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  • Image not available. Primary open-angle glaucoma (POAG) or ocular hypertension is more prevalent outside Asia than closed- or narrow-angle glaucoma.
  • Image not available. In any form of glaucoma, reduction of intraocular pressure (IOP) is essential.
  • Image not available. IOP is a very important risk factor for glaucoma, but the most important considerations are progression of glaucomatous changes in the back of the eye (optic disk and nerve fiber layer) and visual field changes when diagnosing and monitoring for POAG or ocular hypertension.
  • Image not available. Optic nerve changes often occur before visual field changes are exhibited.
  • Image not available. Recent studies demonstrate that reduction in IOP prevents progression or even onset of glaucoma.
  • Image not available. Newer medications simplify treatment regimens for patients. Prostaglandin analogs are considered the most potent topical medications for reducing IOP and flattening diurnal variations in IOP.
  • Image not available. Local adverse events are common with topical glaucoma medications, but patient education and reinforcing adherence are essential to prevent glaucoma progression.

On completion of the chapter, the reader will be able to:

  1. Describe the incidence of open-angle glaucoma.

  2. Describe the symptoms of open-angle glaucoma.

  3. Differentiate between open-angle and closed-angle glaucoma.

  4. Discuss the optic disc changes commonly seen in glaucoma.

  5. Describe the production and outflow of aqueous humor.

  6. Describe the effect of glaucoma medications on aqueous humor production and outflow.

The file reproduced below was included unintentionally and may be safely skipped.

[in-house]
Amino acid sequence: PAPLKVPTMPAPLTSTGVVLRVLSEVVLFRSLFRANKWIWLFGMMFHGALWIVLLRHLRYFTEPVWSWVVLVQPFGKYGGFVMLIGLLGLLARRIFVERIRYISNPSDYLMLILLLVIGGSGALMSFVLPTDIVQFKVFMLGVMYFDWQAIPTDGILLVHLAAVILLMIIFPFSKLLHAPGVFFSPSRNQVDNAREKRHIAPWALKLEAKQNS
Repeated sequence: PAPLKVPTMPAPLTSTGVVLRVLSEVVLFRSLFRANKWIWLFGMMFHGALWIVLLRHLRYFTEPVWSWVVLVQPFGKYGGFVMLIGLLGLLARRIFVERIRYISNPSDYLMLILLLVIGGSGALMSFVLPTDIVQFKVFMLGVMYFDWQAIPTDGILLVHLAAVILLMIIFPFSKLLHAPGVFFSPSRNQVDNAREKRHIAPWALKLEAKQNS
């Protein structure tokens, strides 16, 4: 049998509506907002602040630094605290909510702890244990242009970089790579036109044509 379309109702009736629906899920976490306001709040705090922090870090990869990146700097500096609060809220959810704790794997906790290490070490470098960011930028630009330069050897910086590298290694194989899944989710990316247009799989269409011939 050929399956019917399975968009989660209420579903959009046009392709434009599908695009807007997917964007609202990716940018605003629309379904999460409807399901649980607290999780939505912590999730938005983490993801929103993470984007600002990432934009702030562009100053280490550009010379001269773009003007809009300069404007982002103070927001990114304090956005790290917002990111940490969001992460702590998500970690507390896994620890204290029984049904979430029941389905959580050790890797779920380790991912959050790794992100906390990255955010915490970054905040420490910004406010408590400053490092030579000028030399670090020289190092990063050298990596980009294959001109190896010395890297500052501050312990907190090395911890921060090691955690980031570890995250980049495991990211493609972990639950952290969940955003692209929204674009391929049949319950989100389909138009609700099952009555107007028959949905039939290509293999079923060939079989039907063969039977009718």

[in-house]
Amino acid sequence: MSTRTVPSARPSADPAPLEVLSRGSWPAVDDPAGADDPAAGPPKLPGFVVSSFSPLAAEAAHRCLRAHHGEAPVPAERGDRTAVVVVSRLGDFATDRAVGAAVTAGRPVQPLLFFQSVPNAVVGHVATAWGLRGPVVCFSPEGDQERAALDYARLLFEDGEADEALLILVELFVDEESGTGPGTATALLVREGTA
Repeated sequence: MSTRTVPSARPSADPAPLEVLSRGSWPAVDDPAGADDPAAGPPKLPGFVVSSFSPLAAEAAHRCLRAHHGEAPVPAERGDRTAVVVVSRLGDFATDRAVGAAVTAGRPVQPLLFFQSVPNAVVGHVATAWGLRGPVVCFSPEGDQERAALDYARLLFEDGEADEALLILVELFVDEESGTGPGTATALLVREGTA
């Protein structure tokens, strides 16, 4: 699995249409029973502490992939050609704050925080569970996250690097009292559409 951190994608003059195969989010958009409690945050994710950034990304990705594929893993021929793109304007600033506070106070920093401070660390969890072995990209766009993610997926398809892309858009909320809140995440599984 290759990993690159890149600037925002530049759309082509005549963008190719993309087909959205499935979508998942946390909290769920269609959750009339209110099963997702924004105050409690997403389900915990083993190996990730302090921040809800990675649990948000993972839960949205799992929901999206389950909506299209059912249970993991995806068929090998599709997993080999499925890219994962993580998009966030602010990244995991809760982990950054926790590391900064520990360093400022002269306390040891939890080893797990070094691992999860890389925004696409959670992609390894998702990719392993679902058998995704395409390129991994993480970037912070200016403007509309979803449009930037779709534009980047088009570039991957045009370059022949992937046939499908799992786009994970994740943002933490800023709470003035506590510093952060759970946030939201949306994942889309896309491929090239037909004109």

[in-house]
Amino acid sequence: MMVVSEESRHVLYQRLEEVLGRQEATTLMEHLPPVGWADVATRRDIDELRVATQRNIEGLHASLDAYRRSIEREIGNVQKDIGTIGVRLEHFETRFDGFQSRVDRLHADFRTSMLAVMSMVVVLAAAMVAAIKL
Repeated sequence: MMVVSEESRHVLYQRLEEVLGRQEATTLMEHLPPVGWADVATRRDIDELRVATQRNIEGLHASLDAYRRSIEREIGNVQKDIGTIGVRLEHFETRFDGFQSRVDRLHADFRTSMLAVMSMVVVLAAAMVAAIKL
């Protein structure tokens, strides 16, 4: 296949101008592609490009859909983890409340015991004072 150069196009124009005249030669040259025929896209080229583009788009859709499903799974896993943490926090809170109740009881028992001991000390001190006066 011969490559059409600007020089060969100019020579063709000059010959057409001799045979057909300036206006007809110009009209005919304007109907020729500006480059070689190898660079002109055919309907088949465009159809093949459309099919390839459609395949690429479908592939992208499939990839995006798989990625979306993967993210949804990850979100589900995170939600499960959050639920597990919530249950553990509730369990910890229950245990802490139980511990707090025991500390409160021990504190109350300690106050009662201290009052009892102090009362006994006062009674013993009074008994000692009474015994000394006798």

7. Discuss the relationship between intraocular pressure and visual field loss in glaucoma.

  8. Discuss the therapeutic goals of glaucoma therapy.

  9. List the medications considered “first line” for open-angle glaucoma.

  10. Describe the common systemic side effects of ophthalmic β-blockers.

  11. Describe the use of combination therapies in glaucoma.

  12. Describe the proper method for administration of ophthalmic medications.

  13. Describe the technique and purpose of nasolacrimal occlusion.

  14. Describe the therapeutic approach to the acute angle-closure glaucoma.

  15. Describe the importance of patient adherence to the success of glaucoma therapy.

  16. List medications with high risk for exacerbation of open-angle glaucoma.

  17. List medications with high risk for exacerbation of closed-angle glaucoma.

The glaucomas are a group of ocular disorders that lead to an optic neuropathy characterized by changes in the optic nerve head (optic disk) that is associated with loss of visual sensitivity and field. Increased intraocular pressure (IOP), a traditional diagnostic criterion for glaucoma, is thought to play an important role in the pathogenesis of glaucoma, but it is no longer a diagnostic criterion for glaucoma.110 Two major types of glaucoma have been identified: open angle and closed angle. Open-angle glaucoma accounts for the great majority of cases in North America, while closed-angle glaucoma (CAG) is more prevalent in Asia. Either type can be a primary inherited disorder, congenital, or secondary to disease, trauma, or drugs and can lead to serious complications.1,1116 Both primary and secondary glaucomas may be caused by a combination of open-angle and closed-angle mechanisms (Table 75-1).

Table 75-1 General Classification of Glaucoma

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